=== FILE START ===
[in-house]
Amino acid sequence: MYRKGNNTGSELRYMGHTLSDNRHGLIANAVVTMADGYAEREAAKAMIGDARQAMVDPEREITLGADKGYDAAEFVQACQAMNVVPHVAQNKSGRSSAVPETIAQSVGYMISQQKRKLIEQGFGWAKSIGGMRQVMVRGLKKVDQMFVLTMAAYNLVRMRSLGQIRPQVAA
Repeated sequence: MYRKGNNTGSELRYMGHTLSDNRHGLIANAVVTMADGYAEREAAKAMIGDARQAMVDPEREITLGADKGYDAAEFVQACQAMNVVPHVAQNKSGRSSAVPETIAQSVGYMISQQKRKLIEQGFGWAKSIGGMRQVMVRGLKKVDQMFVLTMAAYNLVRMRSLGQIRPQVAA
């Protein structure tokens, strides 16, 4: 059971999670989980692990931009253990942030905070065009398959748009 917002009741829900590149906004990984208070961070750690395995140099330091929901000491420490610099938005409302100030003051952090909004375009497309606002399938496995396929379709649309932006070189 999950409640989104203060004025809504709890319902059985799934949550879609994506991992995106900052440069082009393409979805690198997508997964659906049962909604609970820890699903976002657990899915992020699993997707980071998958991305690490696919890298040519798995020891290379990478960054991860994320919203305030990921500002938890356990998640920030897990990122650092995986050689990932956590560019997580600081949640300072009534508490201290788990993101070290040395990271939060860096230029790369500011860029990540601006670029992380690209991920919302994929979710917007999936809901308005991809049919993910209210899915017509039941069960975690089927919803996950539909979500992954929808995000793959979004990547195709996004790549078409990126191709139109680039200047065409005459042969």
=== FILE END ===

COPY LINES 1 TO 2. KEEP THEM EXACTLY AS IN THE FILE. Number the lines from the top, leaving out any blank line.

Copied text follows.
[in-house]
Amino acid sequence: MYRKGNNTGSELRYMGHTLSDNRHGLIANAVVTMADGYAEREAAKAMIGDARQAMVDPEREITLGADKGYDAAEFVQACQAMNVVPHVAQNKSGRSSAVPETIAQSVGYMISQQKRKLIEQGFGWAKSIGGMRQVMVRGLKKVDQMFVLTMAAYNLVRMRSLGQIRPQVAA